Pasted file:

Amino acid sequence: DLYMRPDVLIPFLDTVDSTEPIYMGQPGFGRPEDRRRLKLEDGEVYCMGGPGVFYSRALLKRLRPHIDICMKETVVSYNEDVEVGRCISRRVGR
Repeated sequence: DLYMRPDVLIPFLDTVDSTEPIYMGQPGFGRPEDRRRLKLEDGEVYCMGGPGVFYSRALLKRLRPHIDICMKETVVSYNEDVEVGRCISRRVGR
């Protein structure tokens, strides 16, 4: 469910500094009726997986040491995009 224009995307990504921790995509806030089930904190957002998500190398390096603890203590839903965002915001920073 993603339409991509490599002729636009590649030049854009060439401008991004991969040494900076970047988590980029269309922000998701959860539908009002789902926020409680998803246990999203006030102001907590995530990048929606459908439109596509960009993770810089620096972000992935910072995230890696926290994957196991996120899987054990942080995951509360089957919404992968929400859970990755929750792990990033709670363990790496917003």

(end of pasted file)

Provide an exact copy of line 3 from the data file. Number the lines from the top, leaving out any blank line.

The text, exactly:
């Protein structure tokens, strides 16, 4: 469910500094009726997986040491995009 224009995307990504921790995509806030089930904190957002998500190398390096603890203590839903965002915001920073 993603339409991509490599002729636009590649030049854009060439401008991004991969040494900076970047988590980029269309922000998701959860539908009002789902926020409680998803246990999203006030102001907590995530990048929606459908439109596509960009993770810089620096972000992935910072995230890696926290994957196991996120899987054990942080995951509360089957919404992968929400859970990755929750792990990033709670363990790496917003």